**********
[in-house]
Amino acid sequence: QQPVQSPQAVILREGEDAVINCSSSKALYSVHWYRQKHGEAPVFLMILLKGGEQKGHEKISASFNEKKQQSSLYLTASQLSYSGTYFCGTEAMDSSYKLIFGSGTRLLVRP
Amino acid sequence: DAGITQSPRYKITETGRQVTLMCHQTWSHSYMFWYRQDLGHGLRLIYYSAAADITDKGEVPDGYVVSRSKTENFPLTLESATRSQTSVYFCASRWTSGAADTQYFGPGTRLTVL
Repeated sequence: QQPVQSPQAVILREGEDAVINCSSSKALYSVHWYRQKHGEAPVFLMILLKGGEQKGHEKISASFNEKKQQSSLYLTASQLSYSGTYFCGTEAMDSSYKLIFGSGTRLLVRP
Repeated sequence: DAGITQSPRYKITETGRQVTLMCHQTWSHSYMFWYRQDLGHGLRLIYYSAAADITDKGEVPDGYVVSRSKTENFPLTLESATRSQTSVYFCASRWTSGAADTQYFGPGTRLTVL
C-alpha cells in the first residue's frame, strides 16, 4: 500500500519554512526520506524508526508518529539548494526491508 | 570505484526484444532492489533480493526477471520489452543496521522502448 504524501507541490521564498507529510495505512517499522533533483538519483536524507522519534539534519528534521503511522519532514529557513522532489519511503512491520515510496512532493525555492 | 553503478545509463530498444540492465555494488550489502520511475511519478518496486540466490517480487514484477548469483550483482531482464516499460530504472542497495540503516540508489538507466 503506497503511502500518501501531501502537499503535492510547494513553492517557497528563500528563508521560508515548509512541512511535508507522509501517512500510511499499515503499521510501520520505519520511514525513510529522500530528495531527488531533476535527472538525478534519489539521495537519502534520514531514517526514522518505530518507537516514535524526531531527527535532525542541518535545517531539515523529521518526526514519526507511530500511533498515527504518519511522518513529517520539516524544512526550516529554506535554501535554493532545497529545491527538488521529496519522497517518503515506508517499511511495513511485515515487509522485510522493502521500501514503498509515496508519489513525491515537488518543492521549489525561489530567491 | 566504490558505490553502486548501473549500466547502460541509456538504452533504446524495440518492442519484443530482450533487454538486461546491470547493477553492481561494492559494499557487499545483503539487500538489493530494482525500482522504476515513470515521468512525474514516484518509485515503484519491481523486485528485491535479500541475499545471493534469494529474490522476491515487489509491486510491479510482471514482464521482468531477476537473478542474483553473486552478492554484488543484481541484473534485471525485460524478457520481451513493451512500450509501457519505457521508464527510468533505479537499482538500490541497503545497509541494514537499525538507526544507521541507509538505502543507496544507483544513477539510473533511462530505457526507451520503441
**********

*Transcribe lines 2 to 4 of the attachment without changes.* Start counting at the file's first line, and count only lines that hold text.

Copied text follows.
Amino acid sequence: QQPVQSPQAVILREGEDAVINCSSSKALYSVHWYRQKHGEAPVFLMILLKGGEQKGHEKISASFNEKKQQSSLYLTASQLSYSGTYFCGTEAMDSSYKLIFGSGTRLLVRP
Amino acid sequence: DAGITQSPRYKITETGRQVTLMCHQTWSHSYMFWYRQDLGHGLRLIYYSAAADITDKGEVPDGYVVSRSKTENFPLTLESATRSQTSVYFCASRWTSGAADTQYFGPGTRLTVL
Repeated sequence: QQPVQSPQAVILREGEDAVINCSSSKALYSVHWYRQKHGEAPVFLMILLKGGEQKGHEKISASFNEKKQQSSLYLTASQLSYSGTYFCGTEAMDSSYKLIFGSGTRLLVRP